David Rosenberg And Goldman Sachs Refuse To Pay $250,000 To Listen To A "Fee-Deflating" Bernanke
As we have reported frequently over the past few months, the 'with and wisdom' not to mention the 'foresight' of Chairsatan Emeritus Ben "subprime is contained" Bernanke is now available for a fee. A $250,000 fee. For this amount one can join the company of such Fed-frontrunning hedge fund luminaries as David Tepper and Michael Novogratz who, side by side Bernanke at Le Bernardin, heard him says that there would be "no rate normalization" during his lifetime, just in case anyone was wondering what the state of the US "recovery" was.
According to the NYT, "The setting was so intimate that the group took up just one of the four-star restaurant’s three private dining rooms."
Some recently "nervous" people overcontemplated the whole thing and imagined there were hidden signs to be caught.
David A. Tepper, founder of the $20 billion hedge fund Appaloosa Management, who was also at the Le Bernardin dinner, expressed regret that he did not trade on Mr. Bernanke’s guidance at the dinner.
“He gave this stuff out, but I didn’t realize what he was saying at the time, so I didn’t do a great trade,” Mr. Tepper said at the conference in Las Vegas last week.
That's ok David, he didn't realize what he was saying at the time either.
Unfortunately, Bernanke will continue to get paid handsomely for "as long as it takes" for the "experts" to realize that Bernanke is as clueless about the economy now as he was during his time at the Fed, and that no actionable information can be extracted from him:
"He's being paid ... for sharing his wisdom and predictions, and presumably not to exert his influence on the Fed," he added. This will go on "until he's proven to not be all that clairvoyant."
And yet, the days of Bernanke's "non-Giffen good" speech circuit may come to an end far sooner than the ex-Chairsatan wishes: "UBS and Goldman Sachs considered his fees too high, according to two people briefed on the discussions between Mr. Bernanke’s representative and the banks but not authorized to speak about either publicly."
Others were quick to point out the obvious. According to infamous bear now uber-bull, whose recent short bonds call leaves a bit to be desired, David Rosenberg, "You can spend $250,000 for Bernanke’s time at a private dinner, or you could just sit down and read what people like Janet Yellen and Mark Carney have to say," Mr. Rosenberg said, referring to the governor of the Bank of England. "You can actually do that for free and pretty much draw the same conclusions."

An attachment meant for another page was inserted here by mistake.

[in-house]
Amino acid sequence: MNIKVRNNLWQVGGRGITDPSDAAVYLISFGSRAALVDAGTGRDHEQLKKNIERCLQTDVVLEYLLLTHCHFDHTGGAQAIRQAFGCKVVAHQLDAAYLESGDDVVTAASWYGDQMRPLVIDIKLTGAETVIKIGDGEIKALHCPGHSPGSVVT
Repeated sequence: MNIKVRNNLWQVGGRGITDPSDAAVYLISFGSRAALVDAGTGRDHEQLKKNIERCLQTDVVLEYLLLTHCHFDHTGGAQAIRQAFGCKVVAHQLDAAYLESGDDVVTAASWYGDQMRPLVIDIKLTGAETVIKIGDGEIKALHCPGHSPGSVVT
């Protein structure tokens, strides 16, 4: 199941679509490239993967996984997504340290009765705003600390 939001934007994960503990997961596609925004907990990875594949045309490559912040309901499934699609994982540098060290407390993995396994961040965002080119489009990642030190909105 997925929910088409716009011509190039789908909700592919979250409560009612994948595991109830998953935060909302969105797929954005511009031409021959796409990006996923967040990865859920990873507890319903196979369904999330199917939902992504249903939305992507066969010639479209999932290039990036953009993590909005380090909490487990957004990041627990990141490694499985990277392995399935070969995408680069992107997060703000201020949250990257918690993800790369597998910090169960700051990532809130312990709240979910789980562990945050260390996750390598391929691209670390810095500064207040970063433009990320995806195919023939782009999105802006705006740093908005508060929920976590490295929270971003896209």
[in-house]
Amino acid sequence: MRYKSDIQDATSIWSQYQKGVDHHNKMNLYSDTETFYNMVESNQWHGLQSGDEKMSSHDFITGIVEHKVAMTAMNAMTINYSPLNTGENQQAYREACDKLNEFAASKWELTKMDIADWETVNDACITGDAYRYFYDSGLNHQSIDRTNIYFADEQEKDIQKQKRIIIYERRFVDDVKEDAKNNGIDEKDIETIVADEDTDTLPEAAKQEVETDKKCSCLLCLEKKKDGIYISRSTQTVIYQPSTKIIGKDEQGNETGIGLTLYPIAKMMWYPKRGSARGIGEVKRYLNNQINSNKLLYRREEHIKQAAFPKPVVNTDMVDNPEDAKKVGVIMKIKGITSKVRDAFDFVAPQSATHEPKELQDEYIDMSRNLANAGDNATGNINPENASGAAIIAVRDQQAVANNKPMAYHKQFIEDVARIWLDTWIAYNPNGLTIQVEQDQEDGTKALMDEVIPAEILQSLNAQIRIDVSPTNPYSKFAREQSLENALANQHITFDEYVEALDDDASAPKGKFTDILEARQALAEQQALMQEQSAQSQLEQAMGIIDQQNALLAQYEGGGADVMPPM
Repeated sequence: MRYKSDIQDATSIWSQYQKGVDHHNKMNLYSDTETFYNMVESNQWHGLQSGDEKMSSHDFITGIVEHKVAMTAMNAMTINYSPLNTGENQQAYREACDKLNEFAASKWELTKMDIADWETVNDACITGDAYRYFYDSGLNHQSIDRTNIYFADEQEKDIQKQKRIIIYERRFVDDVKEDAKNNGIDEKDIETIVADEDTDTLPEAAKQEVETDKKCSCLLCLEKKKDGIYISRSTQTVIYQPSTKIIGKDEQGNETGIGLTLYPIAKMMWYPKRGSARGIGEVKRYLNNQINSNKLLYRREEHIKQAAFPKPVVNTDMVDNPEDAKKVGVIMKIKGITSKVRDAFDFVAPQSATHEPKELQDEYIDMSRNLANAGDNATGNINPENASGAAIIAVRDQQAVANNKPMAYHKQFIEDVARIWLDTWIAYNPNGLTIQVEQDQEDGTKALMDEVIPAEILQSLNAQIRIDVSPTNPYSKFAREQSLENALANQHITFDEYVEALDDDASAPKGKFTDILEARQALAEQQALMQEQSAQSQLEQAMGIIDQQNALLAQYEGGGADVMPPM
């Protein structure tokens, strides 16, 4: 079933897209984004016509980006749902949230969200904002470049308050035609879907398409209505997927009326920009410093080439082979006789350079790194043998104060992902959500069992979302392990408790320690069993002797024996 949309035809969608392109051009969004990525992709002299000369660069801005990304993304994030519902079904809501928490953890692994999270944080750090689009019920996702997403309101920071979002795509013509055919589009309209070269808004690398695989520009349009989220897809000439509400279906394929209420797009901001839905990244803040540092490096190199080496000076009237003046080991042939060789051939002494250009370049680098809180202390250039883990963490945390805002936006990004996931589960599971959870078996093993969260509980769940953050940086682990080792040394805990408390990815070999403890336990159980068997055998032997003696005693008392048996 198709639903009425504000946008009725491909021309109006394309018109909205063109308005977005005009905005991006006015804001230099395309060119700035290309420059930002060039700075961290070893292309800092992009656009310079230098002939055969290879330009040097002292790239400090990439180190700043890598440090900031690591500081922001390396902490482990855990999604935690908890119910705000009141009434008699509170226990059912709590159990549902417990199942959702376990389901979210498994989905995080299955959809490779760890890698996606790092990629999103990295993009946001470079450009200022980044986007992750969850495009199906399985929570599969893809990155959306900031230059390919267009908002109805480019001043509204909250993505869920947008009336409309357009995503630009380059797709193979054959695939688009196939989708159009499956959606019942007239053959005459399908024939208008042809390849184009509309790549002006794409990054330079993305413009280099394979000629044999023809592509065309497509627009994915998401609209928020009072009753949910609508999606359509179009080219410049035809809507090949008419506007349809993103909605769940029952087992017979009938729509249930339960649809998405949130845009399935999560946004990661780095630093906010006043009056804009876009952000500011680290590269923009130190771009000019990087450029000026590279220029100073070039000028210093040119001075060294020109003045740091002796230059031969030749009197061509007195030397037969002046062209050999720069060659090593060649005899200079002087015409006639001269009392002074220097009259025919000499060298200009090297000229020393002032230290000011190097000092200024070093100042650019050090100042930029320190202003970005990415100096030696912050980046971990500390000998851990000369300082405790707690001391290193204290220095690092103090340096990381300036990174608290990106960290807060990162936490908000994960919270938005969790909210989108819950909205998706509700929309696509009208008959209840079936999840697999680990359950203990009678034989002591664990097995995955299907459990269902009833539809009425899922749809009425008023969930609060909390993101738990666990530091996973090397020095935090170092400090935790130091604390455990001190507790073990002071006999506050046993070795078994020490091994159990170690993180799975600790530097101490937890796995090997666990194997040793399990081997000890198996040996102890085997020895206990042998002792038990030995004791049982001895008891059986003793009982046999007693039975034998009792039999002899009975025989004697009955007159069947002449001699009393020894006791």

Spot on: then again, one can also not pay thousands of dollars to subscribe to newsletters of writers whose bullish "opinion" is regurgitated for free 24/7 by CNBC anchors.
But the worst news is that actual, not implied, deflation in demand for Bernanke speeches is already appearing:
Since his busy week jetting around the world in March, Mr. Bernanke has made several other appearances, including at a private equity conference hosted by the Blackstone Group a few weeks ago. He is scheduled to speak in Pennsylvania at the Lancaster Chamber of Commerce’s annual event on May 28, where members will pay $225 for a ticket.
Alas, at $225 a ticket, this means that his next speaking venue better be filled to the brim (by Amish listeners?) to satisfy the generic $250,000 speaking fee. And since that means that Bernanke's insight will be extensively diluted (get it), it means that the willingness of people to listen to what he has to say will plummet, alongside the real disposable income of the US middle class as overseen by none other than Bernanke himself.
Indeed, this is one deflation which we are confident the Fed Chairman wishes he was 100% certain he could stop in 15 minutes. Sadly, like in the case of everything else relating to Bernanke, when paying for smoke and mirrors it is only a matter of time before everyone, even the uber-richer poseurs, realize that the product they are buying is nothing but a cheap commodity.
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